While coordination mechanisms and complementary and regular assessments are prerequisites for joined-up planning and outcomes, the fundamental challenge is the different mandates and planning cycles for development and humanitarian actors. For example, in the case of the EU, DEVCO plans seven-year strategies whereas planning is undertaken on much shorter timeframes within ECHO, and decentralised decision-making is stronger on the development side. Changing this would require fundamental organisational and institutional adjustment. For some donors and agencies, reviewing mandates and embarking on organisational change processes is possible, although systemic change inevitably takes time. For others, separation is necessary for safeguarding humanitarian principles, and moving towards greater complementarity between development and humanitarian assessments, planning, budgeting, and decision-making processes should be sought as a minimum.

Progress has been made identifying collective outcomes for durable solutions in forced displacement contexts

The UN conceived the concept of collective outcomes as a starting point for HDP collaboration to address crisis-related vulnerabilities, in preparation for and follow-up to World Humanitarian Summit and the UN-IASC recently adopted Light Guidance on Collective Outcomes.[8] Within Somalia, a technical working group of humanitarian and development actors agreed four collective outcomes in January 2018.[9] However, interviewees report because the UN led the process with limited involvement of the government despite efforts to engage them, and because humanitarian data and needs assessments were the primary sources informing prioritisation, development actors feel less ownership over the outcomes. Agreeing outcomes that are broad enough to encompass the mandates of humanitarian and development agencies but specific enough for accountability purposes is a challenge.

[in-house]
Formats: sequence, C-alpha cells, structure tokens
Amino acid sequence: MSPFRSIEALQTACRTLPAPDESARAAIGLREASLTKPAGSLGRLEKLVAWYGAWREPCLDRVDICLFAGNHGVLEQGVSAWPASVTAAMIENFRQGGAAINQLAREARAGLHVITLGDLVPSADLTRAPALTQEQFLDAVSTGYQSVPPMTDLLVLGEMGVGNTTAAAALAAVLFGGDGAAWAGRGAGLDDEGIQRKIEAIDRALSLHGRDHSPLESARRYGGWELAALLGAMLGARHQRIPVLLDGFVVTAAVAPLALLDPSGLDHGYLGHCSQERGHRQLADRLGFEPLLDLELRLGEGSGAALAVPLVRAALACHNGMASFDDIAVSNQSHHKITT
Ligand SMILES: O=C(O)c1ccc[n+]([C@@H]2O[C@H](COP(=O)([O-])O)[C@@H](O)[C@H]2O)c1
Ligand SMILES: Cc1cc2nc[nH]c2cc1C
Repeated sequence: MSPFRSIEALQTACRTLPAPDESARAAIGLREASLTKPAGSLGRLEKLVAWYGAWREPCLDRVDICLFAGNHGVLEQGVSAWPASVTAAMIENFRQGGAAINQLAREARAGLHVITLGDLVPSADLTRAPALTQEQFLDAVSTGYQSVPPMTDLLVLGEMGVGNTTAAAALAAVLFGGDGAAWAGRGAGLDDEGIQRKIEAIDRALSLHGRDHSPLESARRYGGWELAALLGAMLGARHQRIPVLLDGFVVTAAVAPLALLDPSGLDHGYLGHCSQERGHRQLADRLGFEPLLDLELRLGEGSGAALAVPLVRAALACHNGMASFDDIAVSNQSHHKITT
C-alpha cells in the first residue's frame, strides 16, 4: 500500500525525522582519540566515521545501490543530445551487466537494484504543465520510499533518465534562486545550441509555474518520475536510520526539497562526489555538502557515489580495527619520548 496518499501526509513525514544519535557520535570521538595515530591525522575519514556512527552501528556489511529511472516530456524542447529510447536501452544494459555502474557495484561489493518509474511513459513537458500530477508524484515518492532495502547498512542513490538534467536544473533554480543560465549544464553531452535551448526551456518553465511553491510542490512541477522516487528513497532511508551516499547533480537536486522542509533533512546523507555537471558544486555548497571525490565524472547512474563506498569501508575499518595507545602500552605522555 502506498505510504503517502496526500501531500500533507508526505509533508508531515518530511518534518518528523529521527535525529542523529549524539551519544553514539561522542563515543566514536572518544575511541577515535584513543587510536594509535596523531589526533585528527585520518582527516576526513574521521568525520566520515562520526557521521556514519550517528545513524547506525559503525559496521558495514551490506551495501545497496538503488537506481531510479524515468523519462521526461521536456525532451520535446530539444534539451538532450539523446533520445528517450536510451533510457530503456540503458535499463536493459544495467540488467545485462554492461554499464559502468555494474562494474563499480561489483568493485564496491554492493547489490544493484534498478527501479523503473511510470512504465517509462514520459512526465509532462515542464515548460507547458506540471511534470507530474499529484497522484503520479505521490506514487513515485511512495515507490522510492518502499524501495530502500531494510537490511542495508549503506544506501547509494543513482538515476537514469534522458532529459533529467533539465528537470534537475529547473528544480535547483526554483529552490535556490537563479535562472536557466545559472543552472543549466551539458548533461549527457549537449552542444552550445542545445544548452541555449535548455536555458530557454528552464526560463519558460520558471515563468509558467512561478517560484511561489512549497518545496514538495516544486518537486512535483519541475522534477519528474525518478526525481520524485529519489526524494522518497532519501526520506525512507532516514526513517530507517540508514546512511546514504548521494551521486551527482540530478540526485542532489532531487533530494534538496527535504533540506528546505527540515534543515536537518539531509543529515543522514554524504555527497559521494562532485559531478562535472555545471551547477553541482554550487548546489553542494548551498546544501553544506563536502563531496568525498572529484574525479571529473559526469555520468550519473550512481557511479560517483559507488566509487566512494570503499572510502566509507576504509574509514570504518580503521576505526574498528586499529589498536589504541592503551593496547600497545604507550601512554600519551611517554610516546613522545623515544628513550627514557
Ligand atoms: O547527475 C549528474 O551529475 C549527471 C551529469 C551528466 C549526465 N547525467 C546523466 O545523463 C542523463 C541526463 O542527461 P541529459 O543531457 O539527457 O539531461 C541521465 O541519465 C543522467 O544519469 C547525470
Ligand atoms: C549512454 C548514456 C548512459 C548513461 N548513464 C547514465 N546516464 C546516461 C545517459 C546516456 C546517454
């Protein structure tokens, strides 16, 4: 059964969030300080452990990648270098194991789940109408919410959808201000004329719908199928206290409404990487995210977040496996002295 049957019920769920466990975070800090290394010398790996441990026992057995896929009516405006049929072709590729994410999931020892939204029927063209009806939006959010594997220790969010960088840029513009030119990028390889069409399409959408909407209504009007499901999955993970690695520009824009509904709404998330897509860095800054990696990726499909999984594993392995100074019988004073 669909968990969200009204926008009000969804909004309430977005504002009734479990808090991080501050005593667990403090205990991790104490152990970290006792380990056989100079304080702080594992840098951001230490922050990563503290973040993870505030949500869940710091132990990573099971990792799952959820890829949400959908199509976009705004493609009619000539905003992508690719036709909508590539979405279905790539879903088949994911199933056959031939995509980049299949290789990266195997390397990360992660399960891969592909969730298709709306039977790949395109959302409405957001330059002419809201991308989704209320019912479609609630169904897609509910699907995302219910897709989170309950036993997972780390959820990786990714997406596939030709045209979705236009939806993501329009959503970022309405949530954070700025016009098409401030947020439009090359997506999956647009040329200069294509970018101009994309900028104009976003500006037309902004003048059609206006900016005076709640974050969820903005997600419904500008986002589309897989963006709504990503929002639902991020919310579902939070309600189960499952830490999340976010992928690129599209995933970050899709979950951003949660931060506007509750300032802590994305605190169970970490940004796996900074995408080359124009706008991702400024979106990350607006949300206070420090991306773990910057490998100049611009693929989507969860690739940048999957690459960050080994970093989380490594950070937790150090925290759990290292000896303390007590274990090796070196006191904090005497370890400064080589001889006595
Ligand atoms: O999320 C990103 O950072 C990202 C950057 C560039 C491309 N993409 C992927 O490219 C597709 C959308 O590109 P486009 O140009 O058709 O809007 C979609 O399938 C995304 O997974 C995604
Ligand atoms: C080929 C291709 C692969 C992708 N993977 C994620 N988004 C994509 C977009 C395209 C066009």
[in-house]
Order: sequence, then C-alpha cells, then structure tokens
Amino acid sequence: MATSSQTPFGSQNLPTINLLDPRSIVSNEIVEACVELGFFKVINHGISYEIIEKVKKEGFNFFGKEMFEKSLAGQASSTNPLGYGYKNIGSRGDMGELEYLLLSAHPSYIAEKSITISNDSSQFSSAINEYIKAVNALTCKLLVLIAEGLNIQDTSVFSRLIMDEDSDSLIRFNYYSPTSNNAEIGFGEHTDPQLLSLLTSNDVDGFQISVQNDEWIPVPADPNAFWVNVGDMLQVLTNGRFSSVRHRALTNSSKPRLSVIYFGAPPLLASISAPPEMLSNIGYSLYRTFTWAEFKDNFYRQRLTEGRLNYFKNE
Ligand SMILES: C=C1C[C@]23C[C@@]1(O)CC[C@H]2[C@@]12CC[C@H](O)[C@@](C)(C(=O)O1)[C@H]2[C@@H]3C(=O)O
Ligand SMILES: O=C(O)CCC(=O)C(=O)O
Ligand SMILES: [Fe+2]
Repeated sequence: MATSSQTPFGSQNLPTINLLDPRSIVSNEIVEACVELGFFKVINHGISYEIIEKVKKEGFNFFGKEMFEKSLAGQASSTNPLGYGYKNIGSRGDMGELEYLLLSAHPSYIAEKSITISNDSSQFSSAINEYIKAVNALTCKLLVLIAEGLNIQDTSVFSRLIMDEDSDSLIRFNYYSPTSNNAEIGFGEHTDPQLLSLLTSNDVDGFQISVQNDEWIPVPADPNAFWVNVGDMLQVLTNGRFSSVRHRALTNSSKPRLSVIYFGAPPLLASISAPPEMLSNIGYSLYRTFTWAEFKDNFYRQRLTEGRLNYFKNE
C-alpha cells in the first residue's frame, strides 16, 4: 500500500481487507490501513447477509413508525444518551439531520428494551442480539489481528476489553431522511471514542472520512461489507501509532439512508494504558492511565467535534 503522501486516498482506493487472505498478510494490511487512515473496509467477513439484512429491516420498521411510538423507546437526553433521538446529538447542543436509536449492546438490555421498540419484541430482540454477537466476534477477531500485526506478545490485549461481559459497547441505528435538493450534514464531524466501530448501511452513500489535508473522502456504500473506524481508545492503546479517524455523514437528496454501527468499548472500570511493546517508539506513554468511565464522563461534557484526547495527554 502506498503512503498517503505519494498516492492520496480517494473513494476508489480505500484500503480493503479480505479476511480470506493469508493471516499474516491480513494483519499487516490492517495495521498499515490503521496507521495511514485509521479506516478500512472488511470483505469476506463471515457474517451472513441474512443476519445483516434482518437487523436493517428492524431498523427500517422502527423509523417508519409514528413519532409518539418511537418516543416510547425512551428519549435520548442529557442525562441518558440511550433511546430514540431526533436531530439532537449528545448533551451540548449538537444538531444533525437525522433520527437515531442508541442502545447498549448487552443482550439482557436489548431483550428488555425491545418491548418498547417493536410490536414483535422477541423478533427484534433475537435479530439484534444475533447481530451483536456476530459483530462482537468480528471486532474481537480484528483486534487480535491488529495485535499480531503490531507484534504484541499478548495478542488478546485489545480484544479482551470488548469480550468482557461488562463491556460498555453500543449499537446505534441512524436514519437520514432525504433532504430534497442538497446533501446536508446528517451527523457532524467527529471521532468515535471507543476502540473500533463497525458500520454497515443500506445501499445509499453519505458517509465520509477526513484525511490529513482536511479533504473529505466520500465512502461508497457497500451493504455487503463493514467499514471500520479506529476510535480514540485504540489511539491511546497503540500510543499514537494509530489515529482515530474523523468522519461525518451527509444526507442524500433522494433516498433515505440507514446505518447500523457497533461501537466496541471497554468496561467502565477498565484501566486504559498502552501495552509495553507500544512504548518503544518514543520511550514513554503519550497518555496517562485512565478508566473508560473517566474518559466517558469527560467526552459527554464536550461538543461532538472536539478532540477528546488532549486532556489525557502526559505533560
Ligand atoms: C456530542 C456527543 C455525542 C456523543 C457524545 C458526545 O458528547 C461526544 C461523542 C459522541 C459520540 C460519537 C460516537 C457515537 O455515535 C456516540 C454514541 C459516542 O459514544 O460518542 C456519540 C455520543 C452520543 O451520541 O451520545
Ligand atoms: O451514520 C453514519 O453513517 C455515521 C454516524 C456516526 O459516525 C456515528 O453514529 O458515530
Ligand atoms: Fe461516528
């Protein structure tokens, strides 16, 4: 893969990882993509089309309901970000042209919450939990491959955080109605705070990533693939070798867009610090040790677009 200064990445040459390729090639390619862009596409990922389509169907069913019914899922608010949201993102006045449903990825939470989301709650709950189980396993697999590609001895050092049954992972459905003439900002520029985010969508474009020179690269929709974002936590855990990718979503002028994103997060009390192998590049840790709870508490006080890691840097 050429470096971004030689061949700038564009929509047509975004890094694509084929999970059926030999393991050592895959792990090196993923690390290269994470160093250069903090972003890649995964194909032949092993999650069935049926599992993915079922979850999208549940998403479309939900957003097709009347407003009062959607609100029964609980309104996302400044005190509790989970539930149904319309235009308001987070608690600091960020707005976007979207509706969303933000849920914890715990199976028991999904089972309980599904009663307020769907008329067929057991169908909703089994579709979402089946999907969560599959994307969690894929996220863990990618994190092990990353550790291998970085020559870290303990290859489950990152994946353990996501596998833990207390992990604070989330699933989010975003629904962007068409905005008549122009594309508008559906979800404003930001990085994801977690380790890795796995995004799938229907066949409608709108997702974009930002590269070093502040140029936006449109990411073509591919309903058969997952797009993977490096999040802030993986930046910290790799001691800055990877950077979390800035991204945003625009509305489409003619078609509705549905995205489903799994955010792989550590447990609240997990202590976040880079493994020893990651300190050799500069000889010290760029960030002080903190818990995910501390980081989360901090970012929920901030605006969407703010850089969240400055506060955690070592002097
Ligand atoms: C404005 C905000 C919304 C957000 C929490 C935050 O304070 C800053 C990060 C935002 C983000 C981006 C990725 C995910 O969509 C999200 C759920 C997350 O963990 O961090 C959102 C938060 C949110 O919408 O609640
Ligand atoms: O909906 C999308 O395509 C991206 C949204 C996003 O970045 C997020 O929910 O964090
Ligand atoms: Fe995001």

Nonetheless, the process has created momentum to strengthen monitoring of results and accountability, particularly in relation to durable solutions to forced displacement where there has been substantial progress and involvement of the government. The ReDSS has been working with the UN Resident Coordinator’s Office to develop a set of outcome-level indicators (based on the IASC durable solutions framework) across the HDP spectrum to establish a common basis for monitoring progress in social cohesion and responding to the protracted displacement crisis – the Local Reintegration Index. The durable solutions programming principles endorsed by the FGS explicitly include commitments on joined-up HDP approaches and agreement of multi-stakeholder collective outcomes. The Refugee Self Reliance Initiative is the first global scored survey tool for measuring the progress of refugee households toward self-reliance over time. It was developed by RefugePoint and Women’s Refugee Commission, although it is too early to assess impact, learning and potential for its use elsewhere.[10]

The results framework embedded within the national development plan, which is reviewed twice-yearly, provides an opportunity to identify collective outcomes. A monitoring framework is in development to assess the mutual undertakings that drive the agreement. For greater coordination, there is a need to develop common tools and standards for monitoring and evaluation. Interviewees report that more could be done to systematically embed perceptions of local communities into monitoring frameworks and outcomes, and there is a need to close feedback loops through the inclusion of displaced communities in decision-making.[11]

Notes